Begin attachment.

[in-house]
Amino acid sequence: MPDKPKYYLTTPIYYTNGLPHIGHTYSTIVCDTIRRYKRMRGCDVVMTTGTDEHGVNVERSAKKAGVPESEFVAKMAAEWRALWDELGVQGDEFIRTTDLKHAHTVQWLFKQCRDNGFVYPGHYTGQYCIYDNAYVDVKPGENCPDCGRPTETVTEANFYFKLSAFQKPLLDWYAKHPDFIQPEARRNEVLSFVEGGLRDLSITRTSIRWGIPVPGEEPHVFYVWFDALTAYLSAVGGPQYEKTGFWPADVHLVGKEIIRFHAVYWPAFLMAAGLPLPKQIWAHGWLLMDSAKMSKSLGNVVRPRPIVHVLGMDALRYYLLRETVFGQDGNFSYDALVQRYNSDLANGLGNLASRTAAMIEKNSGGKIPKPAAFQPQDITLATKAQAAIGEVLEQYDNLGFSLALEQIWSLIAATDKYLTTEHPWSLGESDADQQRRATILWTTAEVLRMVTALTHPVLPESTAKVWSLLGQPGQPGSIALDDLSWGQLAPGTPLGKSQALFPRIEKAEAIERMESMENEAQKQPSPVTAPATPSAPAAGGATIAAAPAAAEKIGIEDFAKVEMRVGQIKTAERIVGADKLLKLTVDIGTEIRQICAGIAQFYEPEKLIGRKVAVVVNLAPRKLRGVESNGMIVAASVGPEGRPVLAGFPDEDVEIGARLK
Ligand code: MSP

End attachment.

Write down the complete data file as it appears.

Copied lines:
[in-house]
Amino acid sequence: MPDKPKYYLTTPIYYTNGLPHIGHTYSTIVCDTIRRYKRMRGCDVVMTTGTDEHGVNVERSAKKAGVPESEFVAKMAAEWRALWDELGVQGDEFIRTTDLKHAHTVQWLFKQCRDNGFVYPGHYTGQYCIYDNAYVDVKPGENCPDCGRPTETVTEANFYFKLSAFQKPLLDWYAKHPDFIQPEARRNEVLSFVEGGLRDLSITRTSIRWGIPVPGEEPHVFYVWFDALTAYLSAVGGPQYEKTGFWPADVHLVGKEIIRFHAVYWPAFLMAAGLPLPKQIWAHGWLLMDSAKMSKSLGNVVRPRPIVHVLGMDALRYYLLRETVFGQDGNFSYDALVQRYNSDLANGLGNLASRTAAMIEKNSGGKIPKPAAFQPQDITLATKAQAAIGEVLEQYDNLGFSLALEQIWSLIAATDKYLTTEHPWSLGESDADQQRRATILWTTAEVLRMVTALTHPVLPESTAKVWSLLGQPGQPGSIALDDLSWGQLAPGTPLGKSQALFPRIEKAEAIERMESMENEAQKQPSPVTAPATPSAPAAGGATIAAAPAAAEKIGIEDFAKVEMRVGQIKTAERIVGADKLLKLTVDIGTEIRQICAGIAQFYEPEKLIGRKVAVVVNLAPRKLRGVESNGMIVAASVGPEGRPVLAGFPDEDVEIGARLK
Ligand code: MSP